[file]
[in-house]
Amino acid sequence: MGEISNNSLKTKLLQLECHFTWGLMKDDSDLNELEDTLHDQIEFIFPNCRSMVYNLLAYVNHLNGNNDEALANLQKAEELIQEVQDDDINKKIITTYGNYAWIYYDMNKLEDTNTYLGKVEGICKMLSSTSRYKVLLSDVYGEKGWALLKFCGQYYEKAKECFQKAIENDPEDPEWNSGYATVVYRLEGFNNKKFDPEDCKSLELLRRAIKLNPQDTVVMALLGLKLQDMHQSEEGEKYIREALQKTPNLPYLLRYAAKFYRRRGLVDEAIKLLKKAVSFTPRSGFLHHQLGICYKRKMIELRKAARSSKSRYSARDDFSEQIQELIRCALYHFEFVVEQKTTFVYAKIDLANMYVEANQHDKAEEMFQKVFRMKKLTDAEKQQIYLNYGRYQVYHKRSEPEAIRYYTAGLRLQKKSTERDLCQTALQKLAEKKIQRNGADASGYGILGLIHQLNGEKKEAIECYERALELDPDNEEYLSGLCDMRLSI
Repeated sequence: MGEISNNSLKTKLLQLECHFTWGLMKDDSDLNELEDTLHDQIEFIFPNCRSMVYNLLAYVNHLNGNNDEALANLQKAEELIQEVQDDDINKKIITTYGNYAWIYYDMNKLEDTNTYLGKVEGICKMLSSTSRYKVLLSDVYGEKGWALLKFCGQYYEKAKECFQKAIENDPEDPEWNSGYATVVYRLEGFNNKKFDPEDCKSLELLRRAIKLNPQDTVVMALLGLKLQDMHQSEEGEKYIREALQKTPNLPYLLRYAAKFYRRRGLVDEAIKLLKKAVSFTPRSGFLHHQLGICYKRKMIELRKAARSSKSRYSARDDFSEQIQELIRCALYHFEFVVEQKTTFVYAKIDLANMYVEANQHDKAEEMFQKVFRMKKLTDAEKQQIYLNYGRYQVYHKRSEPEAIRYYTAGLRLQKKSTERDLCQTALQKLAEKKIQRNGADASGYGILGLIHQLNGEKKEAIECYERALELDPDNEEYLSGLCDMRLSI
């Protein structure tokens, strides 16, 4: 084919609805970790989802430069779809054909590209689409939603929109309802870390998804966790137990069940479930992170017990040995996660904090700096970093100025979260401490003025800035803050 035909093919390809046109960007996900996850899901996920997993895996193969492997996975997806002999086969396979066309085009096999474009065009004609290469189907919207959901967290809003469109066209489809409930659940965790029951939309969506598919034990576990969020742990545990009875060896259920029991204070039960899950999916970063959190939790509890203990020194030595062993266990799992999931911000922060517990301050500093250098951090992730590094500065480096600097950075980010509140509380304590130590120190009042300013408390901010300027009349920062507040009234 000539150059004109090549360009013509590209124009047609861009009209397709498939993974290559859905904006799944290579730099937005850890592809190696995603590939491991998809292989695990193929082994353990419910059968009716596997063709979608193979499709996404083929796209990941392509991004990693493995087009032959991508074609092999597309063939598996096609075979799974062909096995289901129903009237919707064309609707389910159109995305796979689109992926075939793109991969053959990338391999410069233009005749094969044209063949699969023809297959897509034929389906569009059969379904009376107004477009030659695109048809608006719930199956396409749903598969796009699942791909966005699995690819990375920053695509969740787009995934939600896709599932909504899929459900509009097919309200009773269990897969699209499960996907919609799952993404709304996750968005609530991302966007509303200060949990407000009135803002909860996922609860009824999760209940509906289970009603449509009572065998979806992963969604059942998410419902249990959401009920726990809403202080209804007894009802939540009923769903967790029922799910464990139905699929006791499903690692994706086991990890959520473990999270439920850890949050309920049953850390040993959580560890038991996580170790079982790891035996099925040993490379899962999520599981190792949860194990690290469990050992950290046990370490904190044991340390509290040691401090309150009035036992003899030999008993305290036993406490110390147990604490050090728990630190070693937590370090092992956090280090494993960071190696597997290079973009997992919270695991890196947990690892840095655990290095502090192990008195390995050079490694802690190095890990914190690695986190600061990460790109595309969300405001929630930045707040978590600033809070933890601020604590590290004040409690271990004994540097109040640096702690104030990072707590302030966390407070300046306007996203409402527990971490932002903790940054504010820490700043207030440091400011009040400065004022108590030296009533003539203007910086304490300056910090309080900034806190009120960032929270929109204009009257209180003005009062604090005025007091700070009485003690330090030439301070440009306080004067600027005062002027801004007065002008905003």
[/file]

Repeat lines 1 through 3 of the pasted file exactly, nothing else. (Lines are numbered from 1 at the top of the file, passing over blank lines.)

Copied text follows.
[in-house]
Amino acid sequence: MGEISNNSLKTKLLQLECHFTWGLMKDDSDLNELEDTLHDQIEFIFPNCRSMVYNLLAYVNHLNGNNDEALANLQKAEELIQEVQDDDINKKIITTYGNYAWIYYDMNKLEDTNTYLGKVEGICKMLSSTSRYKVLLSDVYGEKGWALLKFCGQYYEKAKECFQKAIENDPEDPEWNSGYATVVYRLEGFNNKKFDPEDCKSLELLRRAIKLNPQDTVVMALLGLKLQDMHQSEEGEKYIREALQKTPNLPYLLRYAAKFYRRRGLVDEAIKLLKKAVSFTPRSGFLHHQLGICYKRKMIELRKAARSSKSRYSARDDFSEQIQELIRCALYHFEFVVEQKTTFVYAKIDLANMYVEANQHDKAEEMFQKVFRMKKLTDAEKQQIYLNYGRYQVYHKRSEPEAIRYYTAGLRLQKKSTERDLCQTALQKLAEKKIQRNGADASGYGILGLIHQLNGEKKEAIECYERALELDPDNEEYLSGLCDMRLSI
Repeated sequence: MGEISNNSLKTKLLQLECHFTWGLMKDDSDLNELEDTLHDQIEFIFPNCRSMVYNLLAYVNHLNGNNDEALANLQKAEELIQEVQDDDINKKIITTYGNYAWIYYDMNKLEDTNTYLGKVEGICKMLSSTSRYKVLLSDVYGEKGWALLKFCGQYYEKAKECFQKAIENDPEDPEWNSGYATVVYRLEGFNNKKFDPEDCKSLELLRRAIKLNPQDTVVMALLGLKLQDMHQSEEGEKYIREALQKTPNLPYLLRYAAKFYRRRGLVDEAIKLLKKAVSFTPRSGFLHHQLGICYKRKMIELRKAARSSKSRYSARDDFSEQIQELIRCALYHFEFVVEQKTTFVYAKIDLANMYVEANQHDKAEEMFQKVFRMKKLTDAEKQQIYLNYGRYQVYHKRSEPEAIRYYTAGLRLQKKSTERDLCQTALQKLAEKKIQRNGADASGYGILGLIHQLNGEKKEAIECYERALELDPDNEEYLSGLCDMRLSI